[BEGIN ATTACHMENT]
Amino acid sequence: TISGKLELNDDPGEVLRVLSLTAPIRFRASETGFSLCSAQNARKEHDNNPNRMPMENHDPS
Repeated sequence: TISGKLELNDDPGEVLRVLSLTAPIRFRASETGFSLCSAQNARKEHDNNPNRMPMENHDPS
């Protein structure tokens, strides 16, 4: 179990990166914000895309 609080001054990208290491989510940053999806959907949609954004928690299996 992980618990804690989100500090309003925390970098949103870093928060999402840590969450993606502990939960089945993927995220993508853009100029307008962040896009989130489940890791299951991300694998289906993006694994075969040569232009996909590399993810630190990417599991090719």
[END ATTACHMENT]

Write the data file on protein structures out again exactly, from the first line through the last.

Amino acid sequence: TISGKLELNDDPGEVLRVLSLTAPIRFRASETGFSLCSAQNARKEHDNNPNRMPMENHDPS
Repeated sequence: TISGKLELNDDPGEVLRVLSLTAPIRFRASETGFSLCSAQNARKEHDNNPNRMPMENHDPS
């Protein structure tokens, strides 16, 4: 179990990166914000895309 609080001054990208290491989510940053999806959907949609954004928690299996 992980618990804690989100500090309003925390970098949103870093928060999402840590969450993606502990939960089945993927995220993508853009100029307008962040896009989130489940890791299951991300694998289906993006694994075969040569232009996909590399993810630190990417599991090719």